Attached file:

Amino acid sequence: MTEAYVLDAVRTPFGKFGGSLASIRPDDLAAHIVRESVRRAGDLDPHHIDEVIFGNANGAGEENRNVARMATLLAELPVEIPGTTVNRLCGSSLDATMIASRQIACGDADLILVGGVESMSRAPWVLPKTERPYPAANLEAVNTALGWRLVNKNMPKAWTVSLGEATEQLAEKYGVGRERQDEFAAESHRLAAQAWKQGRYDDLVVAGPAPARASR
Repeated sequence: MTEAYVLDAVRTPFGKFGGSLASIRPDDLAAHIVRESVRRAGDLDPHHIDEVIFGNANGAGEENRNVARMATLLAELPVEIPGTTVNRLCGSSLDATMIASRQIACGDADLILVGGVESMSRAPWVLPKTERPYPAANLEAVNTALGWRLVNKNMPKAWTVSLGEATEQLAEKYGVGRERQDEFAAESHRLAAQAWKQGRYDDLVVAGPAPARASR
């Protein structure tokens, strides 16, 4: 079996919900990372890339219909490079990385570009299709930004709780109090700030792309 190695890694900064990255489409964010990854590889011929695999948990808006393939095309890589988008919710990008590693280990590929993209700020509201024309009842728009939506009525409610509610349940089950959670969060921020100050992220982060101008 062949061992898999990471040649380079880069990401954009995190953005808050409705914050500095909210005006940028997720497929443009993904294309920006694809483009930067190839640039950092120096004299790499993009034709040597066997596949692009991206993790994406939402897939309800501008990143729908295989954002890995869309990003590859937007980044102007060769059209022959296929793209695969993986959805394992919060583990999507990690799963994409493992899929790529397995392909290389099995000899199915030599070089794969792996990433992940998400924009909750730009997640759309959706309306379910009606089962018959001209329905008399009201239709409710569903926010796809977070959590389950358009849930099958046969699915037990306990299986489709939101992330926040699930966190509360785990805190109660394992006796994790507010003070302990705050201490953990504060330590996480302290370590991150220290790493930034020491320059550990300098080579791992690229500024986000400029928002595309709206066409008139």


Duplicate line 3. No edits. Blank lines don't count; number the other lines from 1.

């Protein structure tokens, strides 16, 4: 079996919900990372890339219909490079990385570009299709930004709780109090700030792309 190695890694900064990255489409964010990854590889011929695999948990808006393939095309890589988008919710990008590693280990590929993209700020509201024309009842728009939506009525409610509610349940089950959670969060921020100050992220982060101008 062949061992898999990471040649380079880069990401954009995190953005808050409705914050500095909210005006940028997720497929443009993904294309920006694809483009930067190839640039950092120096004299790499993009034709040597066997596949692009991206993790994406939402897939309800501008990143729908295989954002890995869309990003590859937007980044102007060769059209022959296929793209695969993986959805394992919060583990999507990690799963994409493992899929790529397995392909290389099995000899199915030599070089794969792996990433992940998400924009909750730009997640759309959706309306379910009606089962018959001209329905008399009201239709409710569903926010796809977070959590389950358009849930099958046969699915037990306990299986489709939101992330926040699930966190509360785990805190109660394992006796994790507010003070302990705050201490953990504060330590996480302290370590991150220290790493930034020491320059550990300098080579791992690229500024986000400029928002595309709206066409008139």